Coastal wetlands occur along marine, estuarine, and freshwater coastlines and may be influenced by tidal or wave action or by freshwater from runoff, rivers, or ground water. Coastal wetlands cover about 40 million acres and account for approximately 38% of total wetland acreage in the contiguous United States, with the vast majority being found in the Southeast and Gulf of Mexico.
Tidal salt marshes are among the most prevalent types of coastal wetlands and are largely characterized by regular inundation over the course of a normal tidal cycle as well as the presence of salt tolerant plants. Salt marshes have one of the highest rates of primary productivity associated with wetland ecosystems because of the inflow of nutrients and organics from surface and/or tidal water. Freshwater coastal marshes, such as those along the Great Lakes, play similarly important roles and are vital to the overall health of the broader lake ecosystem.
Coastal wetlands are often referred to as “sponges” because of their ability to absorb wave energy during coastal storms or normal tide cycles. By reducing the energy of the waves, coastal wetlands reduce the potential for erosion as well as mitigate the impacts of coastal flooding by reducing wave heights. Larger, more intact expanses of wetland are more effective at reducing coastal hazards, however even some relatively small marshes can prove beneficial to neighboring communities.
Studies of the role that coastal wetlands in the United States play in mitigating damage from hurricanes and other coastal storms have found annual damage reduction estimates of more than $20 B. A recent study entitled “Coastal Wetlands and Flood Damage Reduction” looked at the benefits provided by coastal marshes during Superstorm Sandy in 2012. The study found that coastal wetlands reduced property damages by more than $625 M across the Sandy impacted area, with an average of about 10% damage reduction in each state. A series of models conducted during the same study to assess the benefits provided across a wider array of storms found that overall coastal marshes and wetlands were providing approximately 20% reductions to property damage, including to upland communities that did not immediately abut marsh or wetland areas.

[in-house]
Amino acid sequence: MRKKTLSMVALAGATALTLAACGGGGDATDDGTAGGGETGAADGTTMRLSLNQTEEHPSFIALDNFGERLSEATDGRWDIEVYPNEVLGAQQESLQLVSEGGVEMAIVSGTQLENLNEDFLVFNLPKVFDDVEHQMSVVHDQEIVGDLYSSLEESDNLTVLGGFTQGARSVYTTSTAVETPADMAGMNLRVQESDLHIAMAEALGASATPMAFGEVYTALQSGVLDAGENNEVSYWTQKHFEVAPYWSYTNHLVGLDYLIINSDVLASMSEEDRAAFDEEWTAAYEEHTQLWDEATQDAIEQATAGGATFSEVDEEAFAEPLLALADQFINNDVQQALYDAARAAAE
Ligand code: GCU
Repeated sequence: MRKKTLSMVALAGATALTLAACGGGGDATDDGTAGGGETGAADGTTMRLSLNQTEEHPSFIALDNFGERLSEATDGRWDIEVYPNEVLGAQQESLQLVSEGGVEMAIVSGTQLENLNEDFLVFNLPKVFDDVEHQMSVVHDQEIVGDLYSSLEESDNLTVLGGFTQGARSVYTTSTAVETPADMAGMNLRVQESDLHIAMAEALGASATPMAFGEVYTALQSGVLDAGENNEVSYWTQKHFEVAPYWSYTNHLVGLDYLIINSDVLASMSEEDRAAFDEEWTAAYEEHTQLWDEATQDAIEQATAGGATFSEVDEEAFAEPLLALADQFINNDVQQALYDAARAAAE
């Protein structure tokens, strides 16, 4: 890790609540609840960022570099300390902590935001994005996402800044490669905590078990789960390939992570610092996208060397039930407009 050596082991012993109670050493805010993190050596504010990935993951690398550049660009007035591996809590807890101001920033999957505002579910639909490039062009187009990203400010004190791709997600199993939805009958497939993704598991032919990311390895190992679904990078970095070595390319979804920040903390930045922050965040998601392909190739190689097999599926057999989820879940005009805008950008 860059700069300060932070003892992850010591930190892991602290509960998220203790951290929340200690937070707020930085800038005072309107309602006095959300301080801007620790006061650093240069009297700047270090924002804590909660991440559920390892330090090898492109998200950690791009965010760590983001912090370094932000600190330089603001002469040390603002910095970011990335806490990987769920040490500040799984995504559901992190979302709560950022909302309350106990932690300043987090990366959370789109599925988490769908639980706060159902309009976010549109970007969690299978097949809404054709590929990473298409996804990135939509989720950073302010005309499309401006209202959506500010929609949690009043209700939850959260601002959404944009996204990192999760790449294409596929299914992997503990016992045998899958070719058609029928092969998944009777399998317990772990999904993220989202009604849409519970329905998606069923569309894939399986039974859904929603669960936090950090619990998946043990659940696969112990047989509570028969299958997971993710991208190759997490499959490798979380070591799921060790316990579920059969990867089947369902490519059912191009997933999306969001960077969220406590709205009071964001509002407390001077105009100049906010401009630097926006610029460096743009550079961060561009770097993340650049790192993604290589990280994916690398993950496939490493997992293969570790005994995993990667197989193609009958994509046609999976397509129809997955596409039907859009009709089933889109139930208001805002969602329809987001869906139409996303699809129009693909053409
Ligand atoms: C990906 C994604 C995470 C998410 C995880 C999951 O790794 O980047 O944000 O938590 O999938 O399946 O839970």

In addition to currently providing erosion and coastal flooding benefits, under the right circumstances – an abundant supply of sediment and clean water, a relatively gentle slope to upland areas, and a lack of physical impediments such as houses or seawalls – coastal marshes are capable of keeping pace with sea level rise. Therefore, coastal marshes are capable of maintaining their protective functions into the future without the same significant additional investments as may be necessary to maintain the protective benefits of more traditional built infrastructure approaches to coastal protection.
Coastal wetlands are being lost at a considerable rate across the United States, with estimates from the EPA as high as 80,000 acres a year between 2004 and 2009. Increasing rates of both urban and rural development are the primary drivers of wetland loss throughout the United States. Over half the population in the United States lives in coastal counties and these areas continue to be among the fastest growing in the country, putting ever increasing pressure on coastal property.
Land use changes within these coastal watersheds are altering the overall hydrology of the area, resulting in increases in runoff and changes in how and where water makes its way into wetland systems. Additionally, coastal development has profound impacts on the natural transport of sediment through the broader coastal system, an essential component that helps maintain and build up coastal wetlands and enables coastal wetlands to recover from the impacts of erosion and keep pace with sea level rise.
Coastal wetlands are among the most productive habitats on earth, and as such play an important role in the life cycles of an enormous number of rare and endangered species, as well as species that have great commercial and recreational value. By some estimates, over fifty percent of commercial fish and shellfish species in the United States rely on coastal wetlands for food, shelter, or nursery grounds. Additionally, a great number of migratory waterfowl and shorebirds use wetlands as stop over points along their migratory paths – providing opportunities for bird watching and hunting. Coastal wetlands also provide a unique combination of wildlife and scenic spaces, creating tremendous recreational opportunities from birdwatching to kayaking or canoeing to hunting and fishing.
In addition to absorbing wave energy, coastal wetlands are able to filter and absorb sediment and pollutants from landbased runoff before it reaches the ocean, improving overall water quality. Some coastal wetlands are also capable of capturing and sequestering large amounts of carbon. In fact, research has shown coastal wetlands to be amongst the most effective natural systems at carbon sequestration, achieving as much as 50 times the amount of sequestration into soils as the same area of tropical forest.
NOAA has also compiled information and resources related to coastal wetlands as well as some regionally specific information on wetland trends throughout the United States.